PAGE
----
Babagana Monguno, the National Security Adviser (NSA) says the activities of cyber criminals pose a threat to security of Nigerians and the nation’s economy.
The NSA who said this on Monday at the inauguration of a 31-member Cybercrime Advisory Council (CAC) in Abuja, says Internet activities have become critical to the well-being of any nation.
According to him, “the activities of criminals in our cyberspace is threatening our individual and collective privacy.”[quote font_size=”22″ font_style=”italic” align=”right” bgcolor=”#” color=”#” bcolor=”#” arrow=”yes”]The NSA notes that in 2014, the UK Centre for Strategic and International Studies estimated the annual cost of cybercrime to Nigeria to be about 0.08 percent, representing about N100 billion, saying that “this situation is a serious challenge to our resolve to take advantage of the enormous opportunities that the Internet brings.”[/quote]
The NSA cites that the situation was partly due to the lack of awareness on cyber security and poor enforcement of guidelines and minimum standards for security of government websites.
Nigeria’s plan to take serious action to protect the country’s cyberspace had become a national security requirement the NSA says underscoring “the importance of serious action to protect our national cyberspace has increased tremendously with growth in number of Nigerians connected to the Internet.”
The NSA notes that in 2014, the UK Centre for Strategic and International Studies estimated the annual cost of cybercrime to Nigeria to be about 0.08 percent, representing about N100 billion, saying that “this situation is a serious challenge to our resolve to take advantage of the enormous opportunities that the Internet brings.”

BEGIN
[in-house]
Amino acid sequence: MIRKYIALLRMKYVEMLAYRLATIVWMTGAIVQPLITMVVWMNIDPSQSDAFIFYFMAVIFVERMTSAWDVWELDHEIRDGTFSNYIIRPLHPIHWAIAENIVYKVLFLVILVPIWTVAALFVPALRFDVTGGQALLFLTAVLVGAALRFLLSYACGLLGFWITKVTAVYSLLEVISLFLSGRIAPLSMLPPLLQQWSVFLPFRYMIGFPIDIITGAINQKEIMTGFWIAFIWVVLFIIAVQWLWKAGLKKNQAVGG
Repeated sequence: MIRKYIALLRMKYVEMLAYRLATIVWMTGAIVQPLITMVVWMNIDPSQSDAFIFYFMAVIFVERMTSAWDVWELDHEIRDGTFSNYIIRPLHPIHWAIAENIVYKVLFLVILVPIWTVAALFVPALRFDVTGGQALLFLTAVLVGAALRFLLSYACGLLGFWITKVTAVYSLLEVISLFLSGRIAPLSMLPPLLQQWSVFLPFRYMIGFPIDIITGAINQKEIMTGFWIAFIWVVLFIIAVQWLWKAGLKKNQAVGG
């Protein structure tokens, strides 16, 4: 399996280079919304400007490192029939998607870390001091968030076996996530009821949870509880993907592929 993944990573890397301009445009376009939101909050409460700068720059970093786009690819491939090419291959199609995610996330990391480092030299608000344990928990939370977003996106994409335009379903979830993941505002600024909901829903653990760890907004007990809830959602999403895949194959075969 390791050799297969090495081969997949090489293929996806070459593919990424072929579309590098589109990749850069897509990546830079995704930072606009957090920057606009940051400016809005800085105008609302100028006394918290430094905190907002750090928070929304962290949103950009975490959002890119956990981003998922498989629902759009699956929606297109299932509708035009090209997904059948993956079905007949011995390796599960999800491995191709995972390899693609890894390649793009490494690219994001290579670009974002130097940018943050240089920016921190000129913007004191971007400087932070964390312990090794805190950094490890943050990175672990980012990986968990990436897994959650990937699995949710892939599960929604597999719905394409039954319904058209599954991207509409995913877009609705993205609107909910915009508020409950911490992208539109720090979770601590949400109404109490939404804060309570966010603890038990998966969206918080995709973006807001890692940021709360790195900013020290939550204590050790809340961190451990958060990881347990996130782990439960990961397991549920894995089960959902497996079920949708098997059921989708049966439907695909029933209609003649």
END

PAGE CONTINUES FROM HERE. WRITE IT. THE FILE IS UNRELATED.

Effective management of risk associated with cybercrime requires collaboration between government, the private sector and civil society organisations, the NSA says noting that government is taking steps to fighting cybercrime by reviewing the Evidence Act so that electronic evidence could be accepted in court.
According to Mongunu, Nigeria became the fifth country in Africa and the first in West Africa to enact a cybercrime law.
He urged members of the council to employ their experiences to discharge their responsibility to ensure a more secure cyberspace in the country.
“You have been nominated by your various organizations as members of this prestigious Council based on trust, expertise, experience and nobility of character,” he adds.
Inaugurating the Council, Abubakar Malami, the Minister of Justice and Attorney-General of the Federation, says that the work of the Council would reinforce and enhance the implementation of the Cybercrime Act in the country.
He said that considering the nature of cybercrime, the only way to fight it was through multi-stakeholder, inter-agency, bilateral and multilateral collaboration and cooperation.
Malami assured members of the Council of the Federal Government’s continued partnership and collaboration.
The Minister said that the inauguration of the Council would offer opportunity for stakeholders to exchange ideas on the issue that was affecting all sectors of the economy.
According to the nation’s top law officer, “today’s inauguration of the Cybercrime Advisory Council is pivotal and will provide the platform and opportunity for all stakeholders to collaborate and exchange ideas on an issue that affects all sectors of the economy.”